Woodland Creation – Native Scots Pine
This is an old version of the page
Date published: 16 July, 2015
Date superseded: 20 November, 2015
Updates to last version
- increase to maximum percentage of native Scots pine that can be used
The aim of these scheme is to create or expand native pinewood priority habitat of the National Vegetation Classification W18.
You must meet all eligibility criteria listed on the Woodland Creation page and:
- you must comply with the UK Forestry Standard
- the minimum planting width is 15 metres
- the minimum block size is 0.25 hectares in any one year
- the woodland must be within the pinewood zone. Select the FGS (2014-20) Eligibility/Scoring Criteria folder on the Forestry Commission Scotland Map Viewer page to see if you are eligible
- your application must meet the species composition criteria in the table below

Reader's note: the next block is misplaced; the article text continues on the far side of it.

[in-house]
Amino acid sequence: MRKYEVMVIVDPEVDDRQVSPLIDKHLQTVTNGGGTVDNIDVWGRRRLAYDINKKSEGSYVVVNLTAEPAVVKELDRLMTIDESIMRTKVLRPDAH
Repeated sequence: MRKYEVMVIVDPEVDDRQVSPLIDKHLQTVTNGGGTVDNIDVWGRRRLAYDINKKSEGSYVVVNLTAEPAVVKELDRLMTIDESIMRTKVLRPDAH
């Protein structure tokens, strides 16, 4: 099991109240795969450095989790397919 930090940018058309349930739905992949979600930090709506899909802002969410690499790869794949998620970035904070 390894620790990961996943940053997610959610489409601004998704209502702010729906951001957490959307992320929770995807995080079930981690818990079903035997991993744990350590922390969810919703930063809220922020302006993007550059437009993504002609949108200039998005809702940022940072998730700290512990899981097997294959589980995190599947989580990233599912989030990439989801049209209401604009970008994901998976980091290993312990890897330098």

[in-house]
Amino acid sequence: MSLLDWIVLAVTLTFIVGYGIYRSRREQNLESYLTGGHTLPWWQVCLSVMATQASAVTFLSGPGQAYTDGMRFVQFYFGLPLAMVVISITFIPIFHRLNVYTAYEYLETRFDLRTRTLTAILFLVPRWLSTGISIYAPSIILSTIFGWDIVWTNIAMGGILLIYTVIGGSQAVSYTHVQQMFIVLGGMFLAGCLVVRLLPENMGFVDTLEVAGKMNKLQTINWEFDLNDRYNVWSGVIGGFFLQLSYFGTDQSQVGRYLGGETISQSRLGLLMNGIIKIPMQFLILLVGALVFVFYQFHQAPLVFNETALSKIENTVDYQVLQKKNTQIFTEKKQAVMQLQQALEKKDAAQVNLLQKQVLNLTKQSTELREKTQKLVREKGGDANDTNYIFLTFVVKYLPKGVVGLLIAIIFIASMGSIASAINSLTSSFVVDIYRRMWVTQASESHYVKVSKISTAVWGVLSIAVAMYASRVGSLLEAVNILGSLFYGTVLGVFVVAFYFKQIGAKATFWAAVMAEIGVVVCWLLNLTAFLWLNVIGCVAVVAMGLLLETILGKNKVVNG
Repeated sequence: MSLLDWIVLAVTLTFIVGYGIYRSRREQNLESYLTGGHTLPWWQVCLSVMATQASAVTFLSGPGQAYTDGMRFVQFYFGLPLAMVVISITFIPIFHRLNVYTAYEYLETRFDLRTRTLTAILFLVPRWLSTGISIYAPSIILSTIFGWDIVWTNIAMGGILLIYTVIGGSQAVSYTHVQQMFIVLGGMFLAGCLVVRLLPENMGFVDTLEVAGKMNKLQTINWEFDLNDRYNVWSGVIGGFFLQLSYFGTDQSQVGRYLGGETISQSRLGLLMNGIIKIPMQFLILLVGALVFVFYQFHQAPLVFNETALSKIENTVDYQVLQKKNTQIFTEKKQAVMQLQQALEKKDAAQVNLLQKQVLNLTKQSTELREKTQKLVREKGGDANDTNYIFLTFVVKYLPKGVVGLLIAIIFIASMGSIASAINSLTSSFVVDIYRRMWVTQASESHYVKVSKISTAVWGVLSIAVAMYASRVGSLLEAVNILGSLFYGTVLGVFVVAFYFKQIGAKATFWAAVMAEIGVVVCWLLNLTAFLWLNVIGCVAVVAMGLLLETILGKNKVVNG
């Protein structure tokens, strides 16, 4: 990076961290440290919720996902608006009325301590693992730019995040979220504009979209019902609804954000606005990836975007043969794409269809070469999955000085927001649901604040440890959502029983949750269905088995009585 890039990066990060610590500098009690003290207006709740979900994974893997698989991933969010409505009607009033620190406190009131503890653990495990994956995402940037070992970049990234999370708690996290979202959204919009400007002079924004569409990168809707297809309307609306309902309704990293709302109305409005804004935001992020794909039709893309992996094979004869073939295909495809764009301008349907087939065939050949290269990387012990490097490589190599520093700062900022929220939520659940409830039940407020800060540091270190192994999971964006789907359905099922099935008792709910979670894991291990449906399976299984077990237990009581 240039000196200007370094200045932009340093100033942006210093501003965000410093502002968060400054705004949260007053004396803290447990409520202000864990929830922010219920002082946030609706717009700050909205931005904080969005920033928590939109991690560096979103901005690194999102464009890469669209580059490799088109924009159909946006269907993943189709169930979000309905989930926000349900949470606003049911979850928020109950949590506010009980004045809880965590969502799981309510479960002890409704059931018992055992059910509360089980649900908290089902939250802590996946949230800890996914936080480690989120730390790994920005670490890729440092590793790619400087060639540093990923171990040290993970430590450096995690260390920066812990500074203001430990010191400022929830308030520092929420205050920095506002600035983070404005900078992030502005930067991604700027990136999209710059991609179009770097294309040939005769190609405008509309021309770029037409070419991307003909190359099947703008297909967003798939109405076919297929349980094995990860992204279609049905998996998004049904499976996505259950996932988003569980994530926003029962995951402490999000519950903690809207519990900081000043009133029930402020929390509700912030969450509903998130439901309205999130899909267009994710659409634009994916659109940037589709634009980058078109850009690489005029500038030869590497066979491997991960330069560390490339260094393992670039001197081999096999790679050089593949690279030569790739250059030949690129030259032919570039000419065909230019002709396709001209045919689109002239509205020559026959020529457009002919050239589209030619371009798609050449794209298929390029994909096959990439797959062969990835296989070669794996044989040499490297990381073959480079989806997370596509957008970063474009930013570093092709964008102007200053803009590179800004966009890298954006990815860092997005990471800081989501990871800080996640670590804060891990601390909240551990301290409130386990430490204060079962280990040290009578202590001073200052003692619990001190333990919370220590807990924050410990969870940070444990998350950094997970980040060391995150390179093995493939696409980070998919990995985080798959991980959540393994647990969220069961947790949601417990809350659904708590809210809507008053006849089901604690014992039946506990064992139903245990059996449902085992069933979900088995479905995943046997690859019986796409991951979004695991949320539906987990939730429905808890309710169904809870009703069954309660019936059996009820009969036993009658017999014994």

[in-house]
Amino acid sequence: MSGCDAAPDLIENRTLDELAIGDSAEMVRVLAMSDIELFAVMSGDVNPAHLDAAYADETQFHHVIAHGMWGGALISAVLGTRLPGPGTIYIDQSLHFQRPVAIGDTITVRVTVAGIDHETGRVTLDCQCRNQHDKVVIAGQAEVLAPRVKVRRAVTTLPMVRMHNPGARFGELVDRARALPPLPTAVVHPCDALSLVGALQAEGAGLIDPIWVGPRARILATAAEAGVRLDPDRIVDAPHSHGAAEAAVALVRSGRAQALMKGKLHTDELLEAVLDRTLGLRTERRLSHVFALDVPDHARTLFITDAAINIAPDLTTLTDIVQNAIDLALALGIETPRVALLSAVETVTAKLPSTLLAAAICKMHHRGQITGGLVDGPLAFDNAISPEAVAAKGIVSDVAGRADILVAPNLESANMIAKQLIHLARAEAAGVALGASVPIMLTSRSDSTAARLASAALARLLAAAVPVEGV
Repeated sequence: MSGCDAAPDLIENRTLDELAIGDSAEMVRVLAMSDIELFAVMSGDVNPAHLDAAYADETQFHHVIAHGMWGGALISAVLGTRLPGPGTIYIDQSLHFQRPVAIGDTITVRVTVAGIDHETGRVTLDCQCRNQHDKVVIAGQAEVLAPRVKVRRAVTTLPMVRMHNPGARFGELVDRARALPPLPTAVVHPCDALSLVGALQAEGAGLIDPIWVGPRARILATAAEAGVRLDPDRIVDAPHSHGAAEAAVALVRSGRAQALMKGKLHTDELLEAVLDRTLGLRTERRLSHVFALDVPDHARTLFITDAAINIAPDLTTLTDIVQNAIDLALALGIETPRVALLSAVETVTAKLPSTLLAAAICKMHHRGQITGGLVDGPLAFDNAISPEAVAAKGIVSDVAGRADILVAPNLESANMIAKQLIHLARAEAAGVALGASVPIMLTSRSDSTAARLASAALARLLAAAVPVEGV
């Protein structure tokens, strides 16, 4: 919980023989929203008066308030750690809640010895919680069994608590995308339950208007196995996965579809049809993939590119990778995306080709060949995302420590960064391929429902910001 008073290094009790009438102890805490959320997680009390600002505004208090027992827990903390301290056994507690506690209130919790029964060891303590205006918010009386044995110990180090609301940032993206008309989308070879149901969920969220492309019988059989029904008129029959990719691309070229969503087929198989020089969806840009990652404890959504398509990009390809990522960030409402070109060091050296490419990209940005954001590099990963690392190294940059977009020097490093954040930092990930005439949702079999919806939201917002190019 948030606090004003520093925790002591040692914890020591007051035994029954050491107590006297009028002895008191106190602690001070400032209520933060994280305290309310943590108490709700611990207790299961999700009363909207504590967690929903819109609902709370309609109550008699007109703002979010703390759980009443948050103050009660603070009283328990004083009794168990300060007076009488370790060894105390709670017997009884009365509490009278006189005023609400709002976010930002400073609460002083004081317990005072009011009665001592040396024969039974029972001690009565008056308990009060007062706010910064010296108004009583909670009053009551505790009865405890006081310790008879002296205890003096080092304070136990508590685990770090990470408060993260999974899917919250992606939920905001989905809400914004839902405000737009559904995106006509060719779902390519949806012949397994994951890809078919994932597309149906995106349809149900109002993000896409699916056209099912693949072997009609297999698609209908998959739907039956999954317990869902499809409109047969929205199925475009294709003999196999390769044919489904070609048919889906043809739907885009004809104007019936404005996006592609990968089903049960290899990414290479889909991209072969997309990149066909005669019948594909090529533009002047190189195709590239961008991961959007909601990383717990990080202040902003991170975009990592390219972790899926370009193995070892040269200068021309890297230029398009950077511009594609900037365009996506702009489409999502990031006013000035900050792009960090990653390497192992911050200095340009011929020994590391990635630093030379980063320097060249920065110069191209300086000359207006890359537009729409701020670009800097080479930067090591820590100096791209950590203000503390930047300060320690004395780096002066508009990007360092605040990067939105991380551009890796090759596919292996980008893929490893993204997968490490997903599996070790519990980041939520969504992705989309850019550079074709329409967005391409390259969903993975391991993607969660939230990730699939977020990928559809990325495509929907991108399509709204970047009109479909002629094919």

|Composition of native Scots pine woodland|
| Maximum |
|Minimum stocking density |
on the planted area at
year five (per hectare)
|Native Scots pine||70||85||1600|
|Native broadleaves or shrubs ||10||15||1600|
|Designed open ground ||0||15||n/a|
| Up to 20 per cent of the native broadleaves can be native woody shrubs as recommended for this National Vegetation Classification woodland type in Forestry Commission Bulletin 112.|
 You must refer to the designed open ground guidance on the Forestry Commission Scotland Technical Support page to see how designed open ground will apply to your application. For example additional open ground, in excess of the specified percentage, may be permissible depending on the specifics of the site, but will not be eligible for grant support.
Please note that in order to achieve 100 per cent from the table above you will not be able to select all minimum or all of the maximum values.
As an initial first step in determining whether or not the site is climatically suitable, you should view the Forestry Grant Scheme (2014–2020) Site Suitability folder on the Forestry Commission Scotland Map Viewer page.